By Stanley White
TOKYO (Reuters) – October is still an “opportune time” for Japan to raise its sales tax as risks posed by global trade tensions are likely to be temporary, an official at ratings agency Moody’s Investors Service said on Wednesday.
Christian de Guzman, a vice president of sovereign ratings, also said Japan’s growth outlook remains stable partly because it is supported by accommodative monetary policy.
The Bank of Japan can keep its accommodative policy in place for the time being, because the country’s financial sector is robust enough to withstand the current low-interest-rate environment, he told reporters.
Moody’s views may help ease some concern that Japan’s economy is not strong enough to withstand an increase in the sales tax needed to pay for rising welfare costs due to its rapidly ageing society.
Japan is scheduled to raise the tax to 10 percent from 8 percent in October.
“This may still be the most opportune time to raise the consumption tax… given the background of relatively stable growth and political stability,” de Guzman said.
Some economists and policymakers are worried that the tax hike will weaken consumption at a time when risks to Japan’s outlook are rising.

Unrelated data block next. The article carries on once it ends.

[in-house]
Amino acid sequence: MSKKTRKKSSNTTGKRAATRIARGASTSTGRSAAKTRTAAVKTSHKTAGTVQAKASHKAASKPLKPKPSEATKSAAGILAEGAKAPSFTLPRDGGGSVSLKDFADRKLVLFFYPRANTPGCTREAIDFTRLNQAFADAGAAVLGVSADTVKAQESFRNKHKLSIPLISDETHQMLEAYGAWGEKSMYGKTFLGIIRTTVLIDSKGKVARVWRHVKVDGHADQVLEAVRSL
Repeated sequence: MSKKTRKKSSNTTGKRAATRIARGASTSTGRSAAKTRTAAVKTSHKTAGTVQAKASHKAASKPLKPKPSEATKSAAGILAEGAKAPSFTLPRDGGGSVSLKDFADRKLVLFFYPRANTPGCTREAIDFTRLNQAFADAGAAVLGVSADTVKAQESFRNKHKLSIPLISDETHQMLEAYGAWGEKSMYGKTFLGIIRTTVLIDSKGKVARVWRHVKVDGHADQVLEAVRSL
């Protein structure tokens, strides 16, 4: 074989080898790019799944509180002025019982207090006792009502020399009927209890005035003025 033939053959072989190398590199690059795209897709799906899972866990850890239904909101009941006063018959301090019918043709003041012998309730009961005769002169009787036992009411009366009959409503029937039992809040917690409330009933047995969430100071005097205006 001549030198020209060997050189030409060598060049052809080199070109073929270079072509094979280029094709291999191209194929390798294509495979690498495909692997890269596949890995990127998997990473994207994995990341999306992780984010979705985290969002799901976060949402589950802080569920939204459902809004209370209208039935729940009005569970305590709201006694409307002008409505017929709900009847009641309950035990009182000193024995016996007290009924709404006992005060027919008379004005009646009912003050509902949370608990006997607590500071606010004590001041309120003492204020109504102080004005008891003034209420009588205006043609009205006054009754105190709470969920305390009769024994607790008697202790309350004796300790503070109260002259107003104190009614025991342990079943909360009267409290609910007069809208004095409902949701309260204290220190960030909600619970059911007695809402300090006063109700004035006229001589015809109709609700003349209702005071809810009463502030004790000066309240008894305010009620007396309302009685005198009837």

To soften the blow to consumer spending, the government plans to extend tax breaks and subsidies to households.
Japan is particularly vulnerable to damage from the U.S-Sino trade war because its manufacturers focus on making electronic parts and heavy machinery for export to China and other manufacturing centres.
De Guzman said risks posed by a slowdown in China’s economy and U.S. trade protectionism are more cyclical than structural in nature, so Moody’s is prepared to “look through” them.
While Japan’s debt burden is large at around twice the size of its economic output, Tokyo’s ability to fund its debt remains stable due to large household and corporate savings, he said.
Moody’s estimates that Japan’s fiscal expenditure related to ageing could rise to around 65 percent of government expenditure in 2040, up from around 55 percent in 2016, which highlights the importance of boosting government revenue.
Moody’s rating on Japan is A1, which is four notches below its top rating. Its outlook for Japan is stable.
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